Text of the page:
Almost a quarter of the new food and drink products launched this year have claimed to be “additive- and preservative-free”, according to research from Mintel.
The analysts said 24% of the products launched this year claim to contain no additives or preservatives.
“Manufacturers are tapping into the nation’s growing desire for a more natural lifestyle, as consumers take a greater interest in what really goes into their food,” said David Jago, director of Mintel GNPD Custom Solutions.
“The assumption is that it is better for you to avoid additives and preservatives, as many Brits are concerned about the effect they may have on their health.”
Mintel said that “additive- and preservative-free” had become the number one health claim in the UK food and drinks market, overtaking “low fat” for the first time.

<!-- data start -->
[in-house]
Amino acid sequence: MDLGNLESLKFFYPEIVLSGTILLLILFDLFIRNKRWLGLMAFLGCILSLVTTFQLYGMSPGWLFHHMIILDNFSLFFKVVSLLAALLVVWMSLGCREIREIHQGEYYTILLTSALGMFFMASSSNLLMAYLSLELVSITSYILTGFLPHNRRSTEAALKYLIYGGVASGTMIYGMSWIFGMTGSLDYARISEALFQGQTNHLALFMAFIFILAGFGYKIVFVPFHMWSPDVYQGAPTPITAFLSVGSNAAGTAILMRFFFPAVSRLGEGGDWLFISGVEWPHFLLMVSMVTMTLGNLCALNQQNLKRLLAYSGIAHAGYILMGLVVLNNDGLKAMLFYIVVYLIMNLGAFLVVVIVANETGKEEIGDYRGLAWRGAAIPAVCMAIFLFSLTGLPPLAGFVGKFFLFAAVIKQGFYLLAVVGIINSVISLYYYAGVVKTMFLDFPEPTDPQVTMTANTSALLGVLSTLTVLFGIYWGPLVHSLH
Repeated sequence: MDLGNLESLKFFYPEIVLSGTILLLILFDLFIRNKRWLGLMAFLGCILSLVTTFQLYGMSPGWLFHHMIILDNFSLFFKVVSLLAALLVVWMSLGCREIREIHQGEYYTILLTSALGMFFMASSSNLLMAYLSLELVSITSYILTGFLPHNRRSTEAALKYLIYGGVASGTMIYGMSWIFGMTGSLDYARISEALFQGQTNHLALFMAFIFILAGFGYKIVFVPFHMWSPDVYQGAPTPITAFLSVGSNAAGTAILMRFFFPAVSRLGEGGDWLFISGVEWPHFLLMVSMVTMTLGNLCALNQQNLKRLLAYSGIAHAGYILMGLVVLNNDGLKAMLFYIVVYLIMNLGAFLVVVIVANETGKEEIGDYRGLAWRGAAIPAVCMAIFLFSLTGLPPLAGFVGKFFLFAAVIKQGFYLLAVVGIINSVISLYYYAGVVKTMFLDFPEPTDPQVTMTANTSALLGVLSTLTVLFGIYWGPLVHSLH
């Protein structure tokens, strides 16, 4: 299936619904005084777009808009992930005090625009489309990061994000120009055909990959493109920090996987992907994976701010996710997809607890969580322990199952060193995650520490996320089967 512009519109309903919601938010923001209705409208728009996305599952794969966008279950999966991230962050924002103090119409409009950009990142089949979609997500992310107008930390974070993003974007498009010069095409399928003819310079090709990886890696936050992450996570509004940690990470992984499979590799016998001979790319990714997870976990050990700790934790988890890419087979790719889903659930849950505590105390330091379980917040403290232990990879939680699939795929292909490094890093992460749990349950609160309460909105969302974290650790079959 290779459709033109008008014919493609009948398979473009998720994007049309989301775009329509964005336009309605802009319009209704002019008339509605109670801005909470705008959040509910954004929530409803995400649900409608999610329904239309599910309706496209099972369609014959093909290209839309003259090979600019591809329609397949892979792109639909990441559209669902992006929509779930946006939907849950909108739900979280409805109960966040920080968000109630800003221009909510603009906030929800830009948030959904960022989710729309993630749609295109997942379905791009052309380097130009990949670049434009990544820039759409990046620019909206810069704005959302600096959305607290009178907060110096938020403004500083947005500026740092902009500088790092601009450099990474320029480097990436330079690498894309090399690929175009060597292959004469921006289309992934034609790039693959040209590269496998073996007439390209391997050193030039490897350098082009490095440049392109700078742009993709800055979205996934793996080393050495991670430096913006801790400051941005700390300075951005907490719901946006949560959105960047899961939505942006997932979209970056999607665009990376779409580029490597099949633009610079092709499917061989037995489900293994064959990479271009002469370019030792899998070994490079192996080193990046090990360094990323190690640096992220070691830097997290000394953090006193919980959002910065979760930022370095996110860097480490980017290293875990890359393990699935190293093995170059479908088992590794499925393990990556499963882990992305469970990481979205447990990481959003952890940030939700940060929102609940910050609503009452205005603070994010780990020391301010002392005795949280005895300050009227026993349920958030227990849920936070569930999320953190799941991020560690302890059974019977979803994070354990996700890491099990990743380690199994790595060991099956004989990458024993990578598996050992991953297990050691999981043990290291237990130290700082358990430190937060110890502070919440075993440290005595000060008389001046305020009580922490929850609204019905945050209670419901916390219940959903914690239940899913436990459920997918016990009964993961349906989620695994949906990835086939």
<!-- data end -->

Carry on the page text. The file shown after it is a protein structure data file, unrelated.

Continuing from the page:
The possible link between additives in food and unwanted health effects has again entered the spotlight in the UK in recent weeks. Earlier this month, the UK’s Southampton University published a study that claimed to show a link between certain artificial food additives and colourings and hyperactivity in children.
Last week, Mars stepped up its efforts to remove artificial colours from its confectionery products. The Starburst brand will be free from all artificial colours by the end of year. The company said it would also take steps to remove certain artificial colours from its Skittles brand by the end of the year.